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Procycling Tour de France review issue out now

Procycling's new issue out now
(Image credit: Future)

Three weeks ago we were in the thick of the final days of a thrilling Tour de France, which saw a second victory for Tadej Pogačar, and a comprehensive one at that. More than that, though, this was the Tour of Mark Cavendish’s astonishing comeback, Wout van Aert’s brilliance, Mathieu van der Poel’s yellow jersey and exciting breakaway action.

Relive the Tour, and all of the action, in the latest issue of Procycling magazine. Alongside a roundup of the race, there are features on Pogačar, Cavendish and the early star of this year’s race, Mathieu van der Poel. Also in this magazine are interviews with breakout GC rider Ben O’Connor and with the only sibling pair at this year’s race, Danny and Boy van Poppel. Alongside this, there are recaps of each stage and journals on various parts of the race, from returning fans to Nic Dlamini’s ride that saw him finish outside the time cut.

Procycling's editor Edward Pickering wrote about the Tour as a whole: “Pogačar was on a different level to his rivals at this Tour. For much of the rest of the race, until the two summit finishes in the Pyrenees and final time trial prised open the gaps a bit more, the Slovenian sat serenely on a five-minute lead, while the rest of the top 10 were separated by seconds. And since there was no comparison with anybody else in the race, Pogacar’s feat in putting over three minutes into the rest of the GC riders in little more than 30km on stage 8 drew parallels with Eddy Merckx.”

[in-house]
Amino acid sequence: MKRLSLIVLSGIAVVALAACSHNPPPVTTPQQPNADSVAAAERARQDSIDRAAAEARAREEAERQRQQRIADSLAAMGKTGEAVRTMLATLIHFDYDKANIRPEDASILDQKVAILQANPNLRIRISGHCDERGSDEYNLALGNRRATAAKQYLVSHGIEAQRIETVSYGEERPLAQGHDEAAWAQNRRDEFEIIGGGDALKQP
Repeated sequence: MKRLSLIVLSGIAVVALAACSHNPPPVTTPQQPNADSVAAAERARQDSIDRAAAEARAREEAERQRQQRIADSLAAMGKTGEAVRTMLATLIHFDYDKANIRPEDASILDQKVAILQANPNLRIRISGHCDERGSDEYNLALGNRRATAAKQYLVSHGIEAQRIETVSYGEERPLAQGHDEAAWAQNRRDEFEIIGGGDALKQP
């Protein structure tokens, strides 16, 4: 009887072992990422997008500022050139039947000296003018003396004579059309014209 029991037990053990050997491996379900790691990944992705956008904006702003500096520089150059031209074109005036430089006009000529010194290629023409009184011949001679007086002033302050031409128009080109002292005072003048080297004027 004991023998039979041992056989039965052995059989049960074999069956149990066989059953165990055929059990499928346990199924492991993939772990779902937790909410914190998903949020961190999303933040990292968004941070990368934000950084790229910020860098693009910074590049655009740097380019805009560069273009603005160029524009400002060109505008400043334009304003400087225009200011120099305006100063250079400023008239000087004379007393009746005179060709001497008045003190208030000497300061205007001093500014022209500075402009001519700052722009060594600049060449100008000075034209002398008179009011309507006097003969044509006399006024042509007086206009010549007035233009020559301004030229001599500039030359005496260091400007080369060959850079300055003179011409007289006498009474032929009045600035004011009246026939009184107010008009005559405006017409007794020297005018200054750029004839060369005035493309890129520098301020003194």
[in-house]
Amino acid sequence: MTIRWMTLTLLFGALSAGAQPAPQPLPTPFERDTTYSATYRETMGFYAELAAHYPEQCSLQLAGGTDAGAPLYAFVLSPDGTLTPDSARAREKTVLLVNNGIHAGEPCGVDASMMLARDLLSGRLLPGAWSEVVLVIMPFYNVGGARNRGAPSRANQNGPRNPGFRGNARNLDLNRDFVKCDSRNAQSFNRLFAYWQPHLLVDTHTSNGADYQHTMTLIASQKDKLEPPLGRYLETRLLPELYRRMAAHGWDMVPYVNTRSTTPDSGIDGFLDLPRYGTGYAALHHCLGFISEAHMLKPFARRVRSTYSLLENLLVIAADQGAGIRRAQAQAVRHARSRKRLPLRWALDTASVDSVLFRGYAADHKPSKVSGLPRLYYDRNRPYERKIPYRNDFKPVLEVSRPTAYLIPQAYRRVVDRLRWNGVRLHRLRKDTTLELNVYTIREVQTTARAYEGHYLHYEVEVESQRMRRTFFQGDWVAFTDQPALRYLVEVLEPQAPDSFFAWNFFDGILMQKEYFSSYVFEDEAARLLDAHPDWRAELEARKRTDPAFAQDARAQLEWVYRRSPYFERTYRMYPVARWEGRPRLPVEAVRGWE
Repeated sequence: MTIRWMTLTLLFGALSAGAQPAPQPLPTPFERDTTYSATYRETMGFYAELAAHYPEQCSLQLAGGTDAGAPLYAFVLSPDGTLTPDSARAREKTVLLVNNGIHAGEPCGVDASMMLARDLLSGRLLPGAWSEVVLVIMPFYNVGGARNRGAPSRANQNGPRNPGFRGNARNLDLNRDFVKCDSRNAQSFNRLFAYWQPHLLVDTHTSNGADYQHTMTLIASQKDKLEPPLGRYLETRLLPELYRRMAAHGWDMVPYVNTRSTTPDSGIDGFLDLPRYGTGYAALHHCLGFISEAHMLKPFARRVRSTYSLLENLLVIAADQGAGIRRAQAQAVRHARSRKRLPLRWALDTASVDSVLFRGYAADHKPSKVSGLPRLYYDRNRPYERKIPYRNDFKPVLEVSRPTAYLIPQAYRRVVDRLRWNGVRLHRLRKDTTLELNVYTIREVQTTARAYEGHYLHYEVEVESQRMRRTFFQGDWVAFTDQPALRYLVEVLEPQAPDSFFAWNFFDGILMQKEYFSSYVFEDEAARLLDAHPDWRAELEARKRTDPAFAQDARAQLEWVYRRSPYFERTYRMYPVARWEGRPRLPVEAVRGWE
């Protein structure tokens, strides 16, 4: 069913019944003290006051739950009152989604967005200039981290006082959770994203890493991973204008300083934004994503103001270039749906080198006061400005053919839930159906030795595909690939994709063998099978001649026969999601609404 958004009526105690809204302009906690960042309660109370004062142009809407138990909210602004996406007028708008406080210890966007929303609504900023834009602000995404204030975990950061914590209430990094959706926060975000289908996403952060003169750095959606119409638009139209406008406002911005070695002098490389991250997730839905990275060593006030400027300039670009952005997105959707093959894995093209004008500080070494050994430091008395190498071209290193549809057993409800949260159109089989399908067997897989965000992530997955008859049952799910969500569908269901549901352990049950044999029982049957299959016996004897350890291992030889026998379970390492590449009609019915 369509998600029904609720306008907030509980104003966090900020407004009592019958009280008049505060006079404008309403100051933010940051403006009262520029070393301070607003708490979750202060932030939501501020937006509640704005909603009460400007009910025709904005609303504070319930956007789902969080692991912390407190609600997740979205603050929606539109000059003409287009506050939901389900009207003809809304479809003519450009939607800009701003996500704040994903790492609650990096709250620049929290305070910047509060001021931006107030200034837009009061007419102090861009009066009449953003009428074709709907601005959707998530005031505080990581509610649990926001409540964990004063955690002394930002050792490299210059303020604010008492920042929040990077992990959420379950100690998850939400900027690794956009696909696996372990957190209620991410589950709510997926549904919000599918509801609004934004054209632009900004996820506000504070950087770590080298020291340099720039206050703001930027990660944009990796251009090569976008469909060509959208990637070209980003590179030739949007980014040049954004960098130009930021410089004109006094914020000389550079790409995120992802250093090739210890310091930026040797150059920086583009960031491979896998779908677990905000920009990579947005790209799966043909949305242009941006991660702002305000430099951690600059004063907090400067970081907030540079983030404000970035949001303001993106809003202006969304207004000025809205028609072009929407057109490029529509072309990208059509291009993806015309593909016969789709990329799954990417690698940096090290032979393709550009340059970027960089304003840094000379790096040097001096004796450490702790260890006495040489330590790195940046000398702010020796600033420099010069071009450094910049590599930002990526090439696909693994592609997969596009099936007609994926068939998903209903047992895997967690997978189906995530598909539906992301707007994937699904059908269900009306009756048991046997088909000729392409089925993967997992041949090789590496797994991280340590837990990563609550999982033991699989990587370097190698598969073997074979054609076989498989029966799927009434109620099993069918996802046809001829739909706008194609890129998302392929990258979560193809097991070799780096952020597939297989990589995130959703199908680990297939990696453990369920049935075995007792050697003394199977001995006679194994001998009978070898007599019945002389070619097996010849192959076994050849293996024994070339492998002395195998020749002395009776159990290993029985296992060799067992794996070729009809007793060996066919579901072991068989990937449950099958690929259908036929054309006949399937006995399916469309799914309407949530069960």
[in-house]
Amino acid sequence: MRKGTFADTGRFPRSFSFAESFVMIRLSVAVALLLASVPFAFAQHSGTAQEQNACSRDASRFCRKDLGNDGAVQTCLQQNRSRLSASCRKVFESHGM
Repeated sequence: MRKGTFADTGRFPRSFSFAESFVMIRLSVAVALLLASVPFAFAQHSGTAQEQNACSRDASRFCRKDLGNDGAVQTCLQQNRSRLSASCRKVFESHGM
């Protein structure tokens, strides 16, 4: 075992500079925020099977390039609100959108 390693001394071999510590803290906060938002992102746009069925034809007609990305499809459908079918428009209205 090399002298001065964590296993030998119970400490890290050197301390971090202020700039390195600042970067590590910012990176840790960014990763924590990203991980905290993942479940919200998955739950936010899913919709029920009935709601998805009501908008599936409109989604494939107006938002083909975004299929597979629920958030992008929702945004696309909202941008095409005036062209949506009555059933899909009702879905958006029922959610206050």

The Slovenian won three stages on the way to his crushing win, and never really looked in trouble on the way to his coronation. Kate Wagner writes that he has now completed his journey from boy prince to king.

She was in France to profile the two-time champion: “In fact, much of Pogačar is oddly normal. He’s not petit or compact or half-emaciated like most of his competition. For a bike racer, he’s rather stocky, and in normal clothes, one wouldn’t be able to tell that he was a bike racer at all. On the climbs, he can be rather ungraceful, bobbing around, pedalling, in the famous words of Tom Dumoulin, ‘like a coal miner’. And yet, despite this apparent inefficiency, he is exceptional. In a sport governed by arms races of technological advancement, marginal gains, and strategic brinkmanship, Tadej Pogačar simply rides his bike better than anyone else.”

Mark Cavendish’s four stage wins saw the great sprinter draw level with Eddy Merckx for Tour stage wins, a record that was thought to be unbreakable, especially as the Manxman never looked like returning to the top. 

Edward Pickering writes of him: “The 2021 Tour was a medley of Cavendish’s greatest hits, especially in Châteauroux, where he won for the third time in his career. But we also saw all the other typical Cavendish tropes through the race: tears, highs, lows, fractiousness, memorable and engaged mixed zone interviews, intensity, righteous hugs, scowls and even a video uploaded to social media showing him quite spectacularly losing his rag with one of the DQS mechanics”